Wednesday, January 14, 2009

Groundwork: Quickest Chicken Stock

Chicken stock: you're supposed to make your own, but I usually just take it easy and buy the carton or can. Works well enough. Well, if I'm going to make every recipe in How to Cook Everything, I might as well start with chicken stock, the base for so many of the recipes in the book. Michael Ruhlman's Elements of Cooking make it seem like you're not worth shit if you don't make your own stock, but Mark Bittman is the one who makes it seem manageable to make.

Take a whole chicken (sidebar: this may be very recent-college-grad of me, but I never realized how amazingly cheap a whole chicken is. Damn! I felt like I was stealing!), a celery root, some onions, carrots, salt and black pepper, add water (MB says 14 cups; I used a lot more, like 20+), bring to a boil then reduce to low heat for about an hour, or til the chicken is done. This is what MB calls Quickest Chicken Stock, and it really is. Didn't take very long, or even a whole lot of work, and now I have more stock in my freezer than I know what to do with. Luckily, I have the rest of HTCE to fill me in on the many uses for chicken stock.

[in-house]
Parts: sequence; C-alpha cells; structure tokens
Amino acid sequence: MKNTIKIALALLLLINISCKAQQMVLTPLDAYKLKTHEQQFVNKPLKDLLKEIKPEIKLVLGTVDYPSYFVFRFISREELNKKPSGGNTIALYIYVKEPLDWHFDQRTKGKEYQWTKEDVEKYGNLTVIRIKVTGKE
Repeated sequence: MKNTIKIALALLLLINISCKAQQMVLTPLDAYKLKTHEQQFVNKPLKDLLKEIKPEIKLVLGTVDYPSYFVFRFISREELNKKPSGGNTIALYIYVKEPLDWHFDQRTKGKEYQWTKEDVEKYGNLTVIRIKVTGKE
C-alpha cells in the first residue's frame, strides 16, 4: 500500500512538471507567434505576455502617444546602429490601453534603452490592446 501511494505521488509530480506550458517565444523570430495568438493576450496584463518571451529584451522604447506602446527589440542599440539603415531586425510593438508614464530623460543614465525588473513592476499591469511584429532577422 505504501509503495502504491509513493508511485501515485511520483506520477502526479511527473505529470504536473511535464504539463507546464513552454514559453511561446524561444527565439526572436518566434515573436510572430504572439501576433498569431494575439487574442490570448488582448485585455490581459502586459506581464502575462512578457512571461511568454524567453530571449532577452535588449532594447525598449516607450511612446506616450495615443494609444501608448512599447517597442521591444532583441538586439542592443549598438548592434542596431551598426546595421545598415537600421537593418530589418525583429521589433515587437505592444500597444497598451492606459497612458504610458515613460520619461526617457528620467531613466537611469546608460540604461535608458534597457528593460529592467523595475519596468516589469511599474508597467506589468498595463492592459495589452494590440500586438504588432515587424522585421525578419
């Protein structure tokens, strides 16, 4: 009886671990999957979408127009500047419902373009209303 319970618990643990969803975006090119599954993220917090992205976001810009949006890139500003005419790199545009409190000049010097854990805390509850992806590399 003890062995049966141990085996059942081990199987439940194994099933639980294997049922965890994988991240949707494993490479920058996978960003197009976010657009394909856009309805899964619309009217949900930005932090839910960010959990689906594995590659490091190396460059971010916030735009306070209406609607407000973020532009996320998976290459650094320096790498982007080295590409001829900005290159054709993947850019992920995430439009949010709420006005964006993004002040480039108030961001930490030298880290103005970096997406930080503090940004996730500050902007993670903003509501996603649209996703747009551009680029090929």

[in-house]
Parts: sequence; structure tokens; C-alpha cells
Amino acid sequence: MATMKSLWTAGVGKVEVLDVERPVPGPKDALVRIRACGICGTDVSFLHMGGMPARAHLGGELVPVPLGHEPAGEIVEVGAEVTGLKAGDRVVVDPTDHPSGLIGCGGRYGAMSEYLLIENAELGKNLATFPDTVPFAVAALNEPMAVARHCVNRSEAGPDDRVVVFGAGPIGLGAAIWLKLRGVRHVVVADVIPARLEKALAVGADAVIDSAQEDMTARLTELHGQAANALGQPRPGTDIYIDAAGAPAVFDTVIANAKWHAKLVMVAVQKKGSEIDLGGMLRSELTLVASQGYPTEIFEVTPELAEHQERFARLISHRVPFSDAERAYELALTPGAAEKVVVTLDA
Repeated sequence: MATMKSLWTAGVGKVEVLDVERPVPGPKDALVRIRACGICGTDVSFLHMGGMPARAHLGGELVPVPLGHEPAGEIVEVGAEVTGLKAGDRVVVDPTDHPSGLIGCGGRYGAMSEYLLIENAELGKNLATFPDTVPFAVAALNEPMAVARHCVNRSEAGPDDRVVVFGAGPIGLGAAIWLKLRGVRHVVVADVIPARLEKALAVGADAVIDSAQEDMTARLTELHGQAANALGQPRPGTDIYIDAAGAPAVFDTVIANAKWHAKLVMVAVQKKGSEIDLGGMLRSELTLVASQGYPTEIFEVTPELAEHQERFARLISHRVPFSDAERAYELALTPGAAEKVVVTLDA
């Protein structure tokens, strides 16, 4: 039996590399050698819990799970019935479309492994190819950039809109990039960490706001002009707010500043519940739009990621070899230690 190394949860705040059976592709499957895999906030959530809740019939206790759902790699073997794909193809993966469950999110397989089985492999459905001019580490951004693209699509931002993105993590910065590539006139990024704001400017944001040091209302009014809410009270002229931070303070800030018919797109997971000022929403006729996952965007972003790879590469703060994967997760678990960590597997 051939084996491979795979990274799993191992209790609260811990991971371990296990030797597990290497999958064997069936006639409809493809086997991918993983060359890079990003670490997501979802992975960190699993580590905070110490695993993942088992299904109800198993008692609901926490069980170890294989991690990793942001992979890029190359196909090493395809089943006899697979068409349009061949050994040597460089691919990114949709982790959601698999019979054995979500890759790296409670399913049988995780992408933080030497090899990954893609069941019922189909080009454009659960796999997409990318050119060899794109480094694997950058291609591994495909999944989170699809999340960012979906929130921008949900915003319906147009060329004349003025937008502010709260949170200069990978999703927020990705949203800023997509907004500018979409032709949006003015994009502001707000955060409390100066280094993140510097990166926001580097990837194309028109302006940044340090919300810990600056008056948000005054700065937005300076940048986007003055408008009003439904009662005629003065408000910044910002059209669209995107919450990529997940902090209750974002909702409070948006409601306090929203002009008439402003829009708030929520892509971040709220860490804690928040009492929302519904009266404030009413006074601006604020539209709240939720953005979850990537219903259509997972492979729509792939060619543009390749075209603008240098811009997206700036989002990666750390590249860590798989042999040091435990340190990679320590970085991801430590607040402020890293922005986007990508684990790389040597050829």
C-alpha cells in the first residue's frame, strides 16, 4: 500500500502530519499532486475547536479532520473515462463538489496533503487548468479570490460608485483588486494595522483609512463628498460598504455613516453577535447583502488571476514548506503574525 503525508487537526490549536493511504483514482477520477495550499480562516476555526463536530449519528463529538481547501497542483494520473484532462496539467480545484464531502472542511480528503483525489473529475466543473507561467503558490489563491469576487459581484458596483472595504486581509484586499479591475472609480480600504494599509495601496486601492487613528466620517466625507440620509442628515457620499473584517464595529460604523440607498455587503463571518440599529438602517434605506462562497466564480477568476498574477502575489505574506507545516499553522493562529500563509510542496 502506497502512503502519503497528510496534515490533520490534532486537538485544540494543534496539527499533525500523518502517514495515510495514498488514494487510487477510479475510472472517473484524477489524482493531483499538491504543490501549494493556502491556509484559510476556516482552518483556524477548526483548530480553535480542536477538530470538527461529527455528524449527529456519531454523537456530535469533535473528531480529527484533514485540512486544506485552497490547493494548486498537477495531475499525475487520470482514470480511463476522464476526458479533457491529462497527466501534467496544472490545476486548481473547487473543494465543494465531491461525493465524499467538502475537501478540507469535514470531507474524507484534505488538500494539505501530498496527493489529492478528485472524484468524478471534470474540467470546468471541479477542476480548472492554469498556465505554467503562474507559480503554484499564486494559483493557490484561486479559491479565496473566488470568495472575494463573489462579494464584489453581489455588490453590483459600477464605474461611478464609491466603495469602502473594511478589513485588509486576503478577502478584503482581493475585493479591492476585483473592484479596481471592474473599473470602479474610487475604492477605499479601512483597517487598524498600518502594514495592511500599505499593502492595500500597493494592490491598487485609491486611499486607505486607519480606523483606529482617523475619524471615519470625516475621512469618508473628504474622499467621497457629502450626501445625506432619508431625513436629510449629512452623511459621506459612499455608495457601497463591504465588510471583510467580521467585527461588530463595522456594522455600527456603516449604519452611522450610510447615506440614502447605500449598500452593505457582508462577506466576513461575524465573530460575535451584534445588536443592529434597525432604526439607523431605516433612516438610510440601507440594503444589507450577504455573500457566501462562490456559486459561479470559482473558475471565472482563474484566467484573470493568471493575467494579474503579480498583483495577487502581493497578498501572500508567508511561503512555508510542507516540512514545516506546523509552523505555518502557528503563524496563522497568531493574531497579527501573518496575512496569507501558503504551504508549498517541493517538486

But the best part of this recipe may be that it doesn't leave you with a dried out bird when you're done straining the stock. Rather, you get a really tender chicken to do whatever you want with. I carved it up (according to illustrations in HTCE, of course) and threw it in the fridge, saving the bones for more stock later on. You can do that, right?

I have to say, something about making your own chicken stock gives you this sense of accomplishment, like you're doing it the good old fashioned way. It feels good. I can't recommend it enough. And it makes your house smell good.
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